4 bizarre Stephen Hawking theories that turned out to be right (and 6 we’re not sure about)

Stephen Hawking was one of the greatest theoretical physicists of the modern age. Best known for his appearances in popular media and his lifelong battle against debilitating illness, his true impact on posterity comes from his brilliant five-decade career in science. Beginning with his doctoral thesis in 1966, his groundbreaking work continued nonstop right up to his final paper in 2018, completed just days before his death at the age of 76.

Hawking worked at the intellectual cutting edge of physics, and his theories often seemed bizarrely far-out at the time he formulated them. Yet they’re slowly being accepted into the scientific mainstream, with new supporting evidence coming in all the time. From his mind-blowing views of black holes to his explanation for the universe’s humble beginnings, here are some of his theories that were vindicated … and some that are still up in the air.

The Big Bang wins

An illustration of the expanse of the universe – starting at the Big Bang around 13.8 billion years ago.  (Image credit: Getty Images )

Hawking got off to a flying start with his doctoral thesis, written at a critical time when there was heated debate between two rival cosmological theories: the Big Bang and the Steady State. Both theories accepted that the universe is expanding, but in the first it expands from an ultra-compact, super-dense state at a finite time in the past, while the second assumes the universe has been expanding forever, with new matter constantly being created to maintain a constant density. In his thesis, Hawking showed that the Steady State theory is mathematically self-contradictory. He argued instead that the universe began as an infinitely small, infinitely dense point called a singularity. Today, Hawking’s description  is almost universally accepted among scientists.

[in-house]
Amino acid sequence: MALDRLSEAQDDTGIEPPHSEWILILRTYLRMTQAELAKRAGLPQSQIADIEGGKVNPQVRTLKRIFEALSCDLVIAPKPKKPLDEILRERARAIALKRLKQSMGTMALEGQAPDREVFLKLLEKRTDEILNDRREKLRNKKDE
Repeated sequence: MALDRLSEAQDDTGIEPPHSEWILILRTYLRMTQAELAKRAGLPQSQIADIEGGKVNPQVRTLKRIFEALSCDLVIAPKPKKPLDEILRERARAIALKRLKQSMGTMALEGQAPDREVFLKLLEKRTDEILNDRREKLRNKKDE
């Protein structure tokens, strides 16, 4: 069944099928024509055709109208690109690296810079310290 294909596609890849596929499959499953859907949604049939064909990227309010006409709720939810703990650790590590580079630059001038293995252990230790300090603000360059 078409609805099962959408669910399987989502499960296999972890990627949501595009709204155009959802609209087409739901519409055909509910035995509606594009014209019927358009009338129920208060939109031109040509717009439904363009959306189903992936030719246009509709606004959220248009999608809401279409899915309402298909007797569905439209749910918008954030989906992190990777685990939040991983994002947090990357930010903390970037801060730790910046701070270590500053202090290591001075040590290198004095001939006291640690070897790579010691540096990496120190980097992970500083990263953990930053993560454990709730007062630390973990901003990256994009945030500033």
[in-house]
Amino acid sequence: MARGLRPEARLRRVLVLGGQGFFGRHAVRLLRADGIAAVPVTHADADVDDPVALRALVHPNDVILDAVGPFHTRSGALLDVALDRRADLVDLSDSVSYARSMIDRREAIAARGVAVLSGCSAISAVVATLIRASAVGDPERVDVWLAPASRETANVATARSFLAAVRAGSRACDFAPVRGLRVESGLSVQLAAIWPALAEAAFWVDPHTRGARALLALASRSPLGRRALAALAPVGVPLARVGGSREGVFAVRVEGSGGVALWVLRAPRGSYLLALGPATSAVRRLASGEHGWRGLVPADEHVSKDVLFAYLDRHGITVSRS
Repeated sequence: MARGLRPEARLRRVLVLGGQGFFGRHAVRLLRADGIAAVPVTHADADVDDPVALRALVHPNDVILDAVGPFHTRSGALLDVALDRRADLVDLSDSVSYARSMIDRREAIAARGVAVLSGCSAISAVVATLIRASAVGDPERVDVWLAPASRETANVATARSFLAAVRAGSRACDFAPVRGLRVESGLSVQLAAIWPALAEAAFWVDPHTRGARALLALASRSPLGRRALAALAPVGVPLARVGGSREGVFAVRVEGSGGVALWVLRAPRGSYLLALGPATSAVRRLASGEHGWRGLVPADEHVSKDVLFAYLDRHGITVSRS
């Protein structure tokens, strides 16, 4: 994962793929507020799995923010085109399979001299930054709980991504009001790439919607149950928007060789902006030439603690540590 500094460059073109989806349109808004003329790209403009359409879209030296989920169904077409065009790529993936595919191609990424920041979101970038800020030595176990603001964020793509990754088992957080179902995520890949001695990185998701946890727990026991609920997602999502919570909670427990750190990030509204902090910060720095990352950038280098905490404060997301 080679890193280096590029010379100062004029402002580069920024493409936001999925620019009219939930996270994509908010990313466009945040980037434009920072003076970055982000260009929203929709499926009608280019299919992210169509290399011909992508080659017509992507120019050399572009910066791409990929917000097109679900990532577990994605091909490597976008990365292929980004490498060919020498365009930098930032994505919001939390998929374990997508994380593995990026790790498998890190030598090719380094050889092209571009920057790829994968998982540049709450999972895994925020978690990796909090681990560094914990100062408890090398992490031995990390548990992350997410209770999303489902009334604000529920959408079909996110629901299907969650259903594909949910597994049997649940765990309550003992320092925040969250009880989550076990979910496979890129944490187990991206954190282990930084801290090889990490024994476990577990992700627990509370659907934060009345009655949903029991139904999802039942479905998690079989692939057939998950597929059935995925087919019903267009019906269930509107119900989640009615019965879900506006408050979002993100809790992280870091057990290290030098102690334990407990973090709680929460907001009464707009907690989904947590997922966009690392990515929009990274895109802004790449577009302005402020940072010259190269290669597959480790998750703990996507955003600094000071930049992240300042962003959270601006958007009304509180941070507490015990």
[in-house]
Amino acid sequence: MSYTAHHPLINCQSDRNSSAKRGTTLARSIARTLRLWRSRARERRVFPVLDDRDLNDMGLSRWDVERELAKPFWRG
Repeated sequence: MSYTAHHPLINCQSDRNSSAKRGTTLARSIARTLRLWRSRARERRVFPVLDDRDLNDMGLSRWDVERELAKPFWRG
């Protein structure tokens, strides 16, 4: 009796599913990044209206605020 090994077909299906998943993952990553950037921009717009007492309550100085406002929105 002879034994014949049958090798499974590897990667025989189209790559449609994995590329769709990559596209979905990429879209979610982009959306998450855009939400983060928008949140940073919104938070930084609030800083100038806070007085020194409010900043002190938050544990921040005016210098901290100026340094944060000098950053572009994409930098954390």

Black holes are real

The first image of a black hole captured by the Event Horizon Telescope – released by the National Science Foundation in 2019.  (Image credit: Getty Images )

More than anything else, Hawking’s name is associated with black holes — another kind of singularity, formed when a star undergoes complete collapse under its own gravity. These mathematical curiosities arose from Einstein‘s theory of general relativity, and they had been debated for decades when Hawking turned his attention to them in the early 1970s. 

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